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Brand Identity

The Vital Difference Between Brand And Identity

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Are there such things as brands in much of the Government sector? I don’t think there are. That’s a good thing. And here’s why.

I believe brands fundamentally require a competitive environment in which to actually work. I’m sure there’s an economic model that explains why – I don’t know it. But the reason why and when I believe brands work best has to do with the value I think they are intended to create: to drive preference; to encourage loyalty; to lift margin; to underpin and align a competitive and commercial business model with the people who believe in and buy from that organization.

Brands have to work to help consumers to make choices. They need to stimulate recognition, preference and loyalty based on interaction and clear senses of expectation and delivery. Therefore you need to have both choice and competition available. There are of course parts of the public and local government sector that are contestable – and there the dynamics of brand work well. Equally in the NGO sector, one of the most competitive sectors of all in my opinion, there is huge opportunity to use brands to good effect, although many don’t.

But where brands don’t work is where people have no choice and no competition. You can’t brand treasury functions for example. You can’t brand welfare. You can’t brand public health, airport security, food regulators (in fact regulators of any sort) etc. And you can’t brand local government either.

You can, and must, give those organizations identities so that they can be recognized and contacted but that doesn’t make them brands. An identity is not a brand.

Brands are driven by the need to create profit by delivering to customers. Non-brands are judged on their ability to frame, uphold and deliver on robust systems and processes.

Those are completely different frameworks – and rightly so. As the world has discovered on a number of occasions, bad things happen when you let brands run riot without market controls and equally when you ask public-good entities to suddenly adopt a commercial model when there are no competitive forces to keep them in check.

So to the irony. A brand always needs an identity. But sometimes organizations with an identity work best if they don’t try to behave, or think of themselves, as brands.

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5 Comments

Andy Green
Twitter: andygreencre8iv
on December 31st, 2013 said

Really disagree with your assertion that certain public sector bodies can’t be brands because they don’t compete commercially. Yet, a brand is the sum of emotional, physical, and rational perceptions about an entity.
While an organization may not commercially compete it does compete emotionally for respect, loyalty, commitment, liking, being understood etc.
Communications, particularly PR needs to embrace the concept of ‘brand’ in its widest sense.

Bogdan Sava on January 02nd, 2014 said

I would consider also Greenpeace and WWF as brands, as well – positioning themselves in the minds of their fans as environment defenders; therefore, the existence of a brand would not necessarily imply a commercial framework, even if there is a competitive framework, between the views of Greenpeace, WWF and the state or some companies.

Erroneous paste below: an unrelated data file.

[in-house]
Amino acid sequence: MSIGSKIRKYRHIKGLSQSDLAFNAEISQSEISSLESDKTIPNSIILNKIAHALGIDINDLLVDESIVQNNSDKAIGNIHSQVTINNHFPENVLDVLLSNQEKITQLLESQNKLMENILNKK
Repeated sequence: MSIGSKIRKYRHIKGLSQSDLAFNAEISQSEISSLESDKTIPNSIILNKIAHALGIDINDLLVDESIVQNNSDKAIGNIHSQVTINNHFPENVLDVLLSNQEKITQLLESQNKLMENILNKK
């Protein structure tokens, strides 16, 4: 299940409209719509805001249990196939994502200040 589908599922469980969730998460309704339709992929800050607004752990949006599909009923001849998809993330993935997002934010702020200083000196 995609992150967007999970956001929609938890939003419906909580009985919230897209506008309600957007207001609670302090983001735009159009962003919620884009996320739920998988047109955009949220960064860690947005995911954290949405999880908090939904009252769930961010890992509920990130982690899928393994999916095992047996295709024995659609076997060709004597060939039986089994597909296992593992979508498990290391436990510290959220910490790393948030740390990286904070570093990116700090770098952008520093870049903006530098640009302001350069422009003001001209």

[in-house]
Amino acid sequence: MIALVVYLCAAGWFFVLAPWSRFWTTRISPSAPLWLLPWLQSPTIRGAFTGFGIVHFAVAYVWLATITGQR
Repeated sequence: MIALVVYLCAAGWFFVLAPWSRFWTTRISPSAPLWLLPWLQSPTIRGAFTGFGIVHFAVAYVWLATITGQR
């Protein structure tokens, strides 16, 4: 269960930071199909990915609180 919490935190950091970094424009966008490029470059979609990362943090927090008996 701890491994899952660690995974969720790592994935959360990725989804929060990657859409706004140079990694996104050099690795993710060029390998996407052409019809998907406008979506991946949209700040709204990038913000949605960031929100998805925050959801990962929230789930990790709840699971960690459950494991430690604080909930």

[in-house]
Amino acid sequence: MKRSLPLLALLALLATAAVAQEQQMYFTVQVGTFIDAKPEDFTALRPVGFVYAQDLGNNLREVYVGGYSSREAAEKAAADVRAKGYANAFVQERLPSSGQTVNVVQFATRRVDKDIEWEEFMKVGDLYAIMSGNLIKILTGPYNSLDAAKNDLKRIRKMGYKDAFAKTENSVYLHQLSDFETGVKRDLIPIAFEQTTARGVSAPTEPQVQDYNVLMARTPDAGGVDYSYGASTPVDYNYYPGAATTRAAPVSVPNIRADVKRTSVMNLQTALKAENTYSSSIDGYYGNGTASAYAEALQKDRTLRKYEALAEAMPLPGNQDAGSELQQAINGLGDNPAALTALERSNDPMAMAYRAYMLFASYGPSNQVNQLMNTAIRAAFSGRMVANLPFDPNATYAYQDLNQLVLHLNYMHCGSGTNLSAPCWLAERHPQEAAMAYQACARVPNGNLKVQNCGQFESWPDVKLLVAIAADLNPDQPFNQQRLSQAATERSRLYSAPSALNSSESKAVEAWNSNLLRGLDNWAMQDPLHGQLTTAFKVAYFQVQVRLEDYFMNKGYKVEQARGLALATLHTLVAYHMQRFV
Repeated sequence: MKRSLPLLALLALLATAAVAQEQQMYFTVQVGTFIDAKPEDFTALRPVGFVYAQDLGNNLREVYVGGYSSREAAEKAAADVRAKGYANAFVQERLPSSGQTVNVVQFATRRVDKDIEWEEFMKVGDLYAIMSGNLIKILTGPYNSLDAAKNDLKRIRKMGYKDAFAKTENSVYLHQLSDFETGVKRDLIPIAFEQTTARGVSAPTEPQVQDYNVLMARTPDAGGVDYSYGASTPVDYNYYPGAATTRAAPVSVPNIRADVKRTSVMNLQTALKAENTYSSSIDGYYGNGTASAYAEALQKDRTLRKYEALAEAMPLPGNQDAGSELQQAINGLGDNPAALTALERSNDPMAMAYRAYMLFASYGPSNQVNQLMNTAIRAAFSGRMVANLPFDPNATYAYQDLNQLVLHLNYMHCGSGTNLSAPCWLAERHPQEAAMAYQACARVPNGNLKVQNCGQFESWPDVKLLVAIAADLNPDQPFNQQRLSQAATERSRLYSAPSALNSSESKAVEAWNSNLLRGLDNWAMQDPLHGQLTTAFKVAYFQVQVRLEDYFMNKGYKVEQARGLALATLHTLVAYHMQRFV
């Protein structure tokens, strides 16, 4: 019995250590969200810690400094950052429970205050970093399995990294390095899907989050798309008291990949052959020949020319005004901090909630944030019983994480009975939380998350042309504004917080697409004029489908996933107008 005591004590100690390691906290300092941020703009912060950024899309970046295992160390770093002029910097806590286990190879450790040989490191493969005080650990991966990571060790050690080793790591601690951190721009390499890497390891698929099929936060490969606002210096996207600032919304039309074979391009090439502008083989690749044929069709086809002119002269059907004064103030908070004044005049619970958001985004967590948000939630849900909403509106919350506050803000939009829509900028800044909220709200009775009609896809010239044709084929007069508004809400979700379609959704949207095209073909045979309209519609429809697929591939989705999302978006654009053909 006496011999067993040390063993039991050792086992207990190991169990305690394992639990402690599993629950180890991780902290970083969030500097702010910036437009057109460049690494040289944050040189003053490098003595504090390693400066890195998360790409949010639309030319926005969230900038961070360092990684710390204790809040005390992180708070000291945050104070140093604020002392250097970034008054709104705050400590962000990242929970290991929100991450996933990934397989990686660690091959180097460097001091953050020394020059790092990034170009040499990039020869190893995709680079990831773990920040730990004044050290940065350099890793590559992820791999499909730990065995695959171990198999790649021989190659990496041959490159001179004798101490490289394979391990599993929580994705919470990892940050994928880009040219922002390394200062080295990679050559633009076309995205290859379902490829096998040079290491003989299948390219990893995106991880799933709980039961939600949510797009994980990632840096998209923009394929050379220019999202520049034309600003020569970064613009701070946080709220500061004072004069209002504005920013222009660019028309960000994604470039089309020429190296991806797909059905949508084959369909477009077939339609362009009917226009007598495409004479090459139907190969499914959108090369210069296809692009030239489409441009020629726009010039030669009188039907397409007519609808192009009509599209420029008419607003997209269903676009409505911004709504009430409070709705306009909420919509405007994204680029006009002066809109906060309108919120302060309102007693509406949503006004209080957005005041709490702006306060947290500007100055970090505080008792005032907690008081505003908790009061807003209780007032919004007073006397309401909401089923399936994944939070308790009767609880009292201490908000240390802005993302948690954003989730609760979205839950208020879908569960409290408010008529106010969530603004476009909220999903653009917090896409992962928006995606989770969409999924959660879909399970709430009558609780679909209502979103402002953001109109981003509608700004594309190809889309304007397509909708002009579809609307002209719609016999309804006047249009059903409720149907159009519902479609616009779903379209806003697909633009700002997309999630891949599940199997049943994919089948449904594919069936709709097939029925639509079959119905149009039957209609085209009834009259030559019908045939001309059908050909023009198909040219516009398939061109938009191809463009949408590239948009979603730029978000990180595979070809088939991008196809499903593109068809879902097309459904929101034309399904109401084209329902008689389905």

Mark Disomma
Twitter: markdisomma
on January 03rd, 2014 said

Thanks for your feedback Andy. My point was that government entities are in the business of public service. When you impose a commercially-framed, market-driven model into that, as we’ve done before in New Zealand, it creates confusion about where the sector’s priorities lie – and that in turn affects goodwill.

I agree with you Bogdan. As I said in the piece, “Equally in the NGO sector, one of the most competitive sectors of all in my opinion, there is huge opportunity to use brands to good effect, although many don’t.” Greenpeace and WWF absolutely behave like brands. They compete for opinion with those who disagree with their politics, they compete for priority with policymakers, they compete with other NGOs for loyalty and for donations and support.

Thank you both for your thoughts.

Rob Coke
Twitter: RobCoke
on January 06th, 2014 said

Interesting article, Mark. I have exactly the same issue with a Government-linked project I’m working on in the UK. The organisation has a number of programme tools, some of which are presented as ‘brands’ and others just as descriptive names. My sense is that they can’t be regarded as brands – they may be wearing the clothes but there are no values to communicate. Similarly, whilst the organisation has a defined purpose, there is no commercial goal to work towards. There is a star on the horizon, but no mountain to climb!

markdisomma
Twitter: markdisomma
on January 07th, 2014 said

Hi Rob – thanks for your comments. Without knowing who you are referring to (naturally, that’s a matter of confidentiality) can I speculate out loud whether the problem is actually the purpose? Because unless it is inspiring, challenges what people strive to achieve and informs the framework within which the programmes sit, and there are values to guide the behaviours for people operating within those programmes, then it is probably closer to a statement of hope than a statement of purpose. Cheers, Mark.

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